Somanaut's Blog

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Stop Levitating

In Gabriel Garcia Marquez’s Nobel prize winning novel, One Hundred Years of Solitude,  he tells of a priest who levitates every time he drinks hot chocolate. The author said once that originally he had the priest levitating when he drank communion wine, but decided that would be too normal, so he changed the wine to hot chocolate.

Most of us levitate, just not so elegantly. We levitate when we pull up from the support of the earth, perhaps in search of elevated spirituality, and perhaps in search of relief from the pains of earthly existence. It might just look like tense shoulders, or a tight low back, but there is an element of levitation, of pulling away from the chance to rest solidly.

Our culture disdains the earth- we exalt heaven, we aspire to greater heights, we bury our garbage and we descend into hell. But the support of the earth is fundamental to our existence. We do call it “life on earth”.

Our comfort and function depend on the physical connection we have with the earth. Our effectiveness is largely controlled by how well we use that connection. When we lose our sense of ground, our sense of gravity holding us in contact with the earth, we suffer a dreadful anxiety. We can feel exhilaration in flight, but soon we crave the landing. Our home is on the ground, solidly touching the earth.

Try sitting with an intention to be solidly on your chair . This is easier on a hard seat. Find your sit bones and let them press down. Release any muscular tension in the area. The clearer this gets, the more likely you are to feel your spine come into alignment, and your head rise. It may help to allow your feet to rest fully on the floor.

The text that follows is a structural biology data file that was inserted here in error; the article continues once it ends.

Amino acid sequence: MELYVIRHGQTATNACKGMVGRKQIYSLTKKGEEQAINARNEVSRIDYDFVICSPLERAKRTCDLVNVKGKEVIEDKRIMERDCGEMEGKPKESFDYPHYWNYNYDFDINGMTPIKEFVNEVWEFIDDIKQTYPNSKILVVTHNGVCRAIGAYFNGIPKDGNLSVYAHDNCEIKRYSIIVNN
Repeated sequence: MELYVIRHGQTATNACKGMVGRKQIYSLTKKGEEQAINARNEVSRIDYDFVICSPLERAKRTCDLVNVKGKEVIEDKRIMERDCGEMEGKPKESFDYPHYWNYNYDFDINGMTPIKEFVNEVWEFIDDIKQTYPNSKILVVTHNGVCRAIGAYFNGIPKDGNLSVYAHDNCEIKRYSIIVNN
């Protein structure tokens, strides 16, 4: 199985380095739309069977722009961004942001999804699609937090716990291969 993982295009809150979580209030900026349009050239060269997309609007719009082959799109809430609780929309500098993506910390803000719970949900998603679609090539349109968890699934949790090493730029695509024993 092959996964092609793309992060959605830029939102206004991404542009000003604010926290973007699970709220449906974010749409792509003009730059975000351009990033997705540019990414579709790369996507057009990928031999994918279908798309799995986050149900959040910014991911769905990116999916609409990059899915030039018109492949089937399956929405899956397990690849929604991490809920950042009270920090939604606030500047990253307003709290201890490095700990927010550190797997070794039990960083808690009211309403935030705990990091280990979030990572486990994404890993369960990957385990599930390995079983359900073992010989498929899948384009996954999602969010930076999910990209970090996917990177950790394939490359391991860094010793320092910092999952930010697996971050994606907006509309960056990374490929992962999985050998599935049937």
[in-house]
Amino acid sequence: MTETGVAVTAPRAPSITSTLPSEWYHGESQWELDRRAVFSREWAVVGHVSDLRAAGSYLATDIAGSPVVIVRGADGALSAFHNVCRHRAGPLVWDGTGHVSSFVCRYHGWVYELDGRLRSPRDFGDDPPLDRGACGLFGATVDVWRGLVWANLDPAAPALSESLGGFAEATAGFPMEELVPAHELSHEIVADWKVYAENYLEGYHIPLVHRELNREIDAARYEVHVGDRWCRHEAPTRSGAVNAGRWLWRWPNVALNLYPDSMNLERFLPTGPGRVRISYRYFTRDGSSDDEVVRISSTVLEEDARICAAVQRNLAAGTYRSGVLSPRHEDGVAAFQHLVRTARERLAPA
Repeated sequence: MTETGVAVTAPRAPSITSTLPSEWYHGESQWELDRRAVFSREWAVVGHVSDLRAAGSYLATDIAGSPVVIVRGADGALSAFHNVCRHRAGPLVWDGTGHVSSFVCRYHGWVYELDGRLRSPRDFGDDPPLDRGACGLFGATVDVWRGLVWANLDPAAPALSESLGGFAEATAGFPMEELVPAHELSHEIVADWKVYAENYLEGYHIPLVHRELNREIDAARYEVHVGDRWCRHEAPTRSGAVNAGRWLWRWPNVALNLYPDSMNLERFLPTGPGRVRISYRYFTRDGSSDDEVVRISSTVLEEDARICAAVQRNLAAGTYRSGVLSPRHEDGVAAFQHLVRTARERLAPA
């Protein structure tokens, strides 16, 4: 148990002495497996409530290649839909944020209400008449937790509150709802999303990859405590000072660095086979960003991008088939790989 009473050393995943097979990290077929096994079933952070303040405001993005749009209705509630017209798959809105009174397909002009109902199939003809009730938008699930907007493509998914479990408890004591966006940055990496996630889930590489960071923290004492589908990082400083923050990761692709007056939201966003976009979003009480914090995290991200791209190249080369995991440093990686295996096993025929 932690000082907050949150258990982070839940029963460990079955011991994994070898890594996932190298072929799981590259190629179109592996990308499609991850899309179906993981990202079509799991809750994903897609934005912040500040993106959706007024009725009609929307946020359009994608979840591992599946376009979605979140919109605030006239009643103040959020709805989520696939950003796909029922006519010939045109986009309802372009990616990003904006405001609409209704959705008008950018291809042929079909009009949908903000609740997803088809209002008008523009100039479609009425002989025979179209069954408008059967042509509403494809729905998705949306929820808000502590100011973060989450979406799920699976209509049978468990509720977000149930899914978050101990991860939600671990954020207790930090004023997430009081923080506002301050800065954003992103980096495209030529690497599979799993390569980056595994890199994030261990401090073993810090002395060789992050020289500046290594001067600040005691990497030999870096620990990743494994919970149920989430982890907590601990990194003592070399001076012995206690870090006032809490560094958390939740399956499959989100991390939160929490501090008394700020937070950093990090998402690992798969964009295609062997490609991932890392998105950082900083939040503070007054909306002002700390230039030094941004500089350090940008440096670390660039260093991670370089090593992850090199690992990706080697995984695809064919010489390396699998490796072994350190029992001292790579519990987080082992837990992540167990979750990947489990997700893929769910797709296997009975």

We may tell someone to “sit up”, but that doesn’t work. Like yelling “RELAX!”- it is a useless command. Sit down, pelvis first, actively letting gravity take over, and allowing your bones to stack. Practice this and you will find you sit more easily, remaining more alert yet resting more completely than if you do the usual slouching.

Your back muscles will love the new habit, as they will no longer have to hold you up. Sitting right on your sit bones will stack your spine in a more efficient line, making it way less work for your muscles. Your face will naturally point forward, which means you will look straight ahead without having to tense your neck. You will see better, your shoulders will be happier, and you will feel better when you get up.

This picture shows that you don’t need muscle to sit well. You just need to put your sit bones on the seat, and the rest is just stacking the bones up. Once they are stacked, they can rest.


That is just one example of the benefits of not levitating. We also levitate when we walk, particularly in shoes (which I will discuss in a separate post). Do you allow your whole foot to touch the ground? “Walk as if you are massaging the earth,” Thich Nhat Han. Try it. What does it feel like to use you foot fully and intentionally to touch the earth? H ow does that change the way you organize the rest of yourself?

Lifting constantly against gravity is hard work. Make your life easier. Notice where you are levitating. See if you can let go and let the pull of the earth support you.

One more from Thich Nhat Han, “Fear, separation, hate and anger come from the wrong view that you and the Earth are two separate entities, the Earth is only the environment.” Releasing our habits of levitation will reduce our unhappiness.



April 25, 2016 - Posted by | Uncategorized


  1. Beautifully said! I am preparing a workshop about good posture. I will quote you. Your fellow Feldenkrais colleague from Maryland,
    Jutta Brettschneider

    Comment by Jutta Brettschneider | April 29, 2016 | Reply

  2. Hi Dan – thanks for your writing. I appreciate the links you make between movement, mood, attitude, beliefs. They inspire me to make new connections in my teaching 🙂

    Comment by Valerie | July 14, 2016 | Reply

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